Sometimes it feels like the world is going crazy. The Nazis are back! A third of millennials will never own a home! Flint, Michigan still doesn’t have clean water! And don’t even get me started on politics. But that’s only half the story. In fact and in facts, we live in the safest, most peaceful, most technologically advanced era in human history. We also live in the best period of human history – by far – to do something creative. Let’s talk about five reasons why.   It’s Never Been Easier to Make New Things In Mozart’s time, making music was just for rich people who either were the aristocracy or who were lucky enough to work for them. Well, sucks to be you Mozart, because these days you can get started entirely on your own and without spending a fortune. Seriously. You can pick up a decent instrument for less than $100. You can create an entry-level recording studio by plugging a decent mic into your laptop. You can make professional-sounding music in your bedroom, on the subway, on a plane, in the middle of nowhere. You have access to a huge library of sounds, beats and synths online, sometimes for free. You can shoot a great-looking music video on your phone. You can make all kinds of amazing things with the tools you probably already have and not much else. And that’s not even to mention the incredible and unprecedented freedom people alive today have. OK. I know it doesn’t feel like that when your alarm goes off at 7am Friday and you have to lug your sorry...
Five Reasons Why Being a Songwriter Sucks (And Five Why It’s Awesome)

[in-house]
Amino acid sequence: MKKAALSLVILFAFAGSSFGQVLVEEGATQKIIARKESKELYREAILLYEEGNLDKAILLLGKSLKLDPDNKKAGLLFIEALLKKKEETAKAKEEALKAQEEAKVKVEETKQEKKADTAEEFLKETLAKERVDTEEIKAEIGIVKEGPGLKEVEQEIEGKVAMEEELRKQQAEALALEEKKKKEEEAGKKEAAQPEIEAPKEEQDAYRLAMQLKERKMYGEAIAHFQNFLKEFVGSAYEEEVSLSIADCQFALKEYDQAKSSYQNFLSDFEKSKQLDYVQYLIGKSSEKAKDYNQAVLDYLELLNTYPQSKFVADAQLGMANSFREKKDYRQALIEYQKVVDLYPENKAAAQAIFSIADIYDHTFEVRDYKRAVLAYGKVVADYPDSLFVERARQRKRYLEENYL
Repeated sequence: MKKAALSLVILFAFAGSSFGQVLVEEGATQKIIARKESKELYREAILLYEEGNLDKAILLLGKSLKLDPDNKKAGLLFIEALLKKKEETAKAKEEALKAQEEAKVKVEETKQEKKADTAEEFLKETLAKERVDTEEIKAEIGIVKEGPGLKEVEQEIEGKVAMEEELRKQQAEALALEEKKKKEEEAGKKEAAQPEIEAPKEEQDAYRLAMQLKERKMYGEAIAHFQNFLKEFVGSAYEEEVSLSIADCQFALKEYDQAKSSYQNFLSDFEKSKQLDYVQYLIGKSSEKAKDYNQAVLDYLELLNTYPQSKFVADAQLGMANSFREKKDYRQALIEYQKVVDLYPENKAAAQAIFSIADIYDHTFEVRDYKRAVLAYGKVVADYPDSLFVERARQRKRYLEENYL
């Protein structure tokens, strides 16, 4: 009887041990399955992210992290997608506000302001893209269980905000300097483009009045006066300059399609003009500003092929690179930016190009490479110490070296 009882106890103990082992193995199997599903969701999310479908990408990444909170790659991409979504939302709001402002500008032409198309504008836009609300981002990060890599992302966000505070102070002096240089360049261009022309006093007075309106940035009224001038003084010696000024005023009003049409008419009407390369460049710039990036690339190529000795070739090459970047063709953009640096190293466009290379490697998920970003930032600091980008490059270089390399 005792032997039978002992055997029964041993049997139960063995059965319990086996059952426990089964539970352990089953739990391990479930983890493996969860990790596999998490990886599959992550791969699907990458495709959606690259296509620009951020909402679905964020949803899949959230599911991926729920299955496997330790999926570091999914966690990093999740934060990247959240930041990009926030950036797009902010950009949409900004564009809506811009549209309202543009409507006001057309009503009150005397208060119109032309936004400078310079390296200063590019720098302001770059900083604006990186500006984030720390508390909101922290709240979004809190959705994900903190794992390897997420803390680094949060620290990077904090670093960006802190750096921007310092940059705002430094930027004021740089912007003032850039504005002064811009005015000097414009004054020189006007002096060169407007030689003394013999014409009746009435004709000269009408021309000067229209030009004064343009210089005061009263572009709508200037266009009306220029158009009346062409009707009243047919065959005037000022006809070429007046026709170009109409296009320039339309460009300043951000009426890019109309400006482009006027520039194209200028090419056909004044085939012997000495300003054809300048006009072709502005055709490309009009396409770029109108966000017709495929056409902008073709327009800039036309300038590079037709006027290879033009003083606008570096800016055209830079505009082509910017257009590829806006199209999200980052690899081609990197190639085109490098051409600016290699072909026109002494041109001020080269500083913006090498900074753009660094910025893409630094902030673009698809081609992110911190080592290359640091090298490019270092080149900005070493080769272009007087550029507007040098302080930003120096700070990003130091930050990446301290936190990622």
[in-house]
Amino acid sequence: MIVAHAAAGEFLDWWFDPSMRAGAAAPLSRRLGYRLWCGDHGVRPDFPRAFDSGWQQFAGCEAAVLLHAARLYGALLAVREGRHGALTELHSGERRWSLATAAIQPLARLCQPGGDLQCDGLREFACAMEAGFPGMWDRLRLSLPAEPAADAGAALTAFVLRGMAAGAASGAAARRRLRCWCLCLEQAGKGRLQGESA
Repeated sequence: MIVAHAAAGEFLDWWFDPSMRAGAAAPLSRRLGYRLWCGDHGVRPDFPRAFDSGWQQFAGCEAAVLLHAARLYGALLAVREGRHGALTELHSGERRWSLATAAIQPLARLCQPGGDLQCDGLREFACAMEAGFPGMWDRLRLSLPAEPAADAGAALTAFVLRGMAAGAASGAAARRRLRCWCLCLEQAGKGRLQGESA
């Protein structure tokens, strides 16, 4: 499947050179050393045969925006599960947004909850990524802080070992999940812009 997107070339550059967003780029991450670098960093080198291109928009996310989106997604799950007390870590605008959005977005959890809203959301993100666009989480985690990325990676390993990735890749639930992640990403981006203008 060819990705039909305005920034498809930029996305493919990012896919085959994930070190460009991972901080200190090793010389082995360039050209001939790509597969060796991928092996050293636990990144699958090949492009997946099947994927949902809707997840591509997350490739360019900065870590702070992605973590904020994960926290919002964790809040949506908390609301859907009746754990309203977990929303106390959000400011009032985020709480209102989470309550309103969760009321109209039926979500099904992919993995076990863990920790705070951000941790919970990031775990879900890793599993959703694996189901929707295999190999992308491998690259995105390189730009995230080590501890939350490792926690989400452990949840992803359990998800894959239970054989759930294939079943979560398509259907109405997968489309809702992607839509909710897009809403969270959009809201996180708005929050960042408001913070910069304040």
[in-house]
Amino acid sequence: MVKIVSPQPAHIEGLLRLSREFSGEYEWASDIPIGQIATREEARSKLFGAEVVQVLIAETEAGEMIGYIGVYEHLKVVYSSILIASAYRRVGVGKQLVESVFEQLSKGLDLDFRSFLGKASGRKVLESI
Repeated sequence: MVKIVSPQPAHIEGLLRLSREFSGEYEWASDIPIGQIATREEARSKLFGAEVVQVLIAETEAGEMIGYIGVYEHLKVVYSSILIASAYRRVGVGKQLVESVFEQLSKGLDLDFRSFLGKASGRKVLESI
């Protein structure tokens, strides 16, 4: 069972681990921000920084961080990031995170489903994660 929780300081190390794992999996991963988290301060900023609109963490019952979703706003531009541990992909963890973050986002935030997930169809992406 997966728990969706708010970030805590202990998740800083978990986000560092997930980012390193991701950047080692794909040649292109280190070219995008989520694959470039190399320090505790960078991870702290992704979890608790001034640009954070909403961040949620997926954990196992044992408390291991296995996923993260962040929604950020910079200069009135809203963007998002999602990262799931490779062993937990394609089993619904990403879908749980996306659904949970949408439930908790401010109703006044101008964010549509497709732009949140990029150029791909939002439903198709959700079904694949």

Five Reasons Why Being a Songwriter Sucks (And Five Why It’s Awesome)

Sometimes being a songwriter sucks. Sometimes it’s awesome. Let me try to explain why.   — Five Reasons Why Being a Songwriter Sucks —   1. You never feel good enough You’re too close to the thing you’re working on. You’re the last person on earth who can judge it objectively. And because you made it, you know all the bits that weren’t as good as you hoped. And because you have high standards, there are plenty of them. Worst of all, you can’t just try ‘positive thinking’ your way out of this. Because you’re a great writer, you know the thing you make can always be better. There’s always one more rewrite you can do. There’s always one extra tweak you can make. Ad infinitum. That means at some point you have to call it a day and call the thing done, even if you’re not completely satisfied. That’s all you can do. That, and hope you do a bit better next time.   2. You spend way too much time on your own Most people spend most of their working day surrounded by co-workers (e.g. cubicle dweller), maybe even customers (e.g. ice cream man), maybe even masses of the general public (e.g. town crier). Most writers, on the other hand, don’t. Sure, there are co-writing sessions and meetings and rehearsals and days in the recording studio. But some days it’s just you. Just you and the blank page or screen. Just you and your lingering feeling that you don’t really know what you’re doing. Just you and your thoughts and your optimism that those thoughts might help...